This room doesn’t have a heat source but it’s cozy on one end and the other end is perfect for a small office area. Sadie likes to come in here and lay on a rug because it’s cool.

Seasoned Flour

Our favorite flour mill closed down last fall and since then there was a huge scramble for everyone trying to get their favorites from the mill. The same was true of all the local stores that carried it. I bought their self-rising flour, biscuit mix and our favorite seasoned flour. I miss the biscuit flour and the seasoned flour the most. There all sorts of recipes on the internet for making your own but none that I’ve tried even compare.

In January, someone posted on Facebook about a seasoned flour in one of my favorite stores, Heritage Market. I went there for some cheese and bacon and got a bag of the seasoned flour.

It’s from a mill in Boonville, North Carolina and it’s as good if not better than what Big Springs Mill carried. I love it for coating all of the meat that I fry, like chicken, pork, fish but gravy for breakfast is our favorite. I’m so glad we found it. It comes in two- and five-pound bags and a five-pound bag will last me about a month and a half. I’m sure I could get some of their flours in larger quantities if I asked before their shipments come in.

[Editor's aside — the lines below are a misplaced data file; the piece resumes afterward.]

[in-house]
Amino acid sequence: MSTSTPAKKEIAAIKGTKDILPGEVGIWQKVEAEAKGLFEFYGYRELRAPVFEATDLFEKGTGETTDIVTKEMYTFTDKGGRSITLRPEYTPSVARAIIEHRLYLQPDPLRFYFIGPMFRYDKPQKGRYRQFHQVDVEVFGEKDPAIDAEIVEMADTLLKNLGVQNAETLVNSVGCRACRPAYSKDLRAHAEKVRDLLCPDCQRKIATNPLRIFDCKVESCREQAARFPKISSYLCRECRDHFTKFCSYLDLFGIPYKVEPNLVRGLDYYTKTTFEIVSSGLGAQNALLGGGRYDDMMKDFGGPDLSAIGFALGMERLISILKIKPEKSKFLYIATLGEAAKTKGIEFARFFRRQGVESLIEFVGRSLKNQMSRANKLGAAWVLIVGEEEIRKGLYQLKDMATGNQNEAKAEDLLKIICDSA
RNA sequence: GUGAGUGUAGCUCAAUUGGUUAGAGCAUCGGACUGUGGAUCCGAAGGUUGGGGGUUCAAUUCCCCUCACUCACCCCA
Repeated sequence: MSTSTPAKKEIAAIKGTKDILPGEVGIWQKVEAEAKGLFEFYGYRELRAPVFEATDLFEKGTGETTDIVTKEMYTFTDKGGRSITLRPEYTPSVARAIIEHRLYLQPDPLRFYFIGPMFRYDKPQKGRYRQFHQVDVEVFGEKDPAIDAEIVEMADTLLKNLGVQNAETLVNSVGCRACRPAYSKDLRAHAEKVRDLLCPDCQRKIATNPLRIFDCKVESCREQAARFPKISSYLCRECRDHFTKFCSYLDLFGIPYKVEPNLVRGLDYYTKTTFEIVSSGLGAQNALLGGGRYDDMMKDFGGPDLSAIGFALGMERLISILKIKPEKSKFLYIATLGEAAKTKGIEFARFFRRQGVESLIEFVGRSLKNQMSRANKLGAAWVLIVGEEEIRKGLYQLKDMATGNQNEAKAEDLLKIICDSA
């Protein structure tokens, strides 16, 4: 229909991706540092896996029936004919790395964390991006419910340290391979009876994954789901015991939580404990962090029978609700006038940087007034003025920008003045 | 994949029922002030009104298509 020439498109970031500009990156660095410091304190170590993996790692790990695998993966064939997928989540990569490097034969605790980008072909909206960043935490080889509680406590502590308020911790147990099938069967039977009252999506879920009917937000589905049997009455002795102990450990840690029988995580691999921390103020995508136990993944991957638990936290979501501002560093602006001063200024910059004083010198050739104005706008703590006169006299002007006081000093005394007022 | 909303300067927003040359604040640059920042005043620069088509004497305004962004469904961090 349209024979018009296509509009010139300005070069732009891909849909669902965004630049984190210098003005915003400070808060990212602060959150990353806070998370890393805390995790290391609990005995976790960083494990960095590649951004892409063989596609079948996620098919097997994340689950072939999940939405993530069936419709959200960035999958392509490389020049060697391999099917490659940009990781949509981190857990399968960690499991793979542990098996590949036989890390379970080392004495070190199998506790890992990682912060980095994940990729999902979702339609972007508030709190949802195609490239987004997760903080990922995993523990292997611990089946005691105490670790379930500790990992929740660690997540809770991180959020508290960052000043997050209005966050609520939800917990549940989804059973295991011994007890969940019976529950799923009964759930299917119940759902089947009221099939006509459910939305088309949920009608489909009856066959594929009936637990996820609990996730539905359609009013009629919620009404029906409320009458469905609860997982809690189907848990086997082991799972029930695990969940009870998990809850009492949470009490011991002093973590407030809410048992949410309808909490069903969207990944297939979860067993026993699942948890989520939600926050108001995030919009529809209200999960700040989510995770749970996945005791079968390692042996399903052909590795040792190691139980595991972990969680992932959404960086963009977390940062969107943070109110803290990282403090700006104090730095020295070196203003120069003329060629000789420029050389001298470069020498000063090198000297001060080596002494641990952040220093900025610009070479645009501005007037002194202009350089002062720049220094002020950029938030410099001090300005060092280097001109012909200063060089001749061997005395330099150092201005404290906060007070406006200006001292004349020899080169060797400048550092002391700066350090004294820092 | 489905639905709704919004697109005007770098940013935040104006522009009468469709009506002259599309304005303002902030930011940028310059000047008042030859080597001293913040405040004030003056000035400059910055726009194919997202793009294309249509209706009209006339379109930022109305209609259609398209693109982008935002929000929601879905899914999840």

First, it’s their cheese assortment, then the bacon and now the flour! Is there any wonder I don’t love Heritage Market!!! I don’t know who the owners are, but they really have it going on!!!! They’re friendly and so very helpful. They also carry a large assortment of canning products.

Giveaways lucky winners

I am a member of the Goodreads site and keep up with my reading habits on the site. I also enter their contests for free books every day. I’ve won several from them over the years and they’re geared to what I love to read.

Last week I got the following email from the site:

Congratulations Rita!

You are one of our Giveaways lucky winners! You will soon receive a free copy of “Something Wilder” in the mail. Please allow a few weeks for shipping.

Goodreads keeps up with what I’m currently reading, what books I’ve read, the books I want to read, reading challenges, recommendations in the genre I like and so much more. It doesn’t cost anything!!! You can hook up with other folks that love to read, their recommendations, and ratings on books. It gives you updates on new releases from authors you like and on genres you might want to try.

Try Goodreads, you’ll like if you like to read.


I’ve never found a can of chili in the grocery store that my husband likes. He loves my chili beans though. So, a couple years ago, I started making our hotdog chili in bulk and freezing it using my chili bean recipe without the beans. It’s a very simple recipe and I’ll add it to my cooking page, but I wanted to get into detail of what I do with about two pounds of venison burger.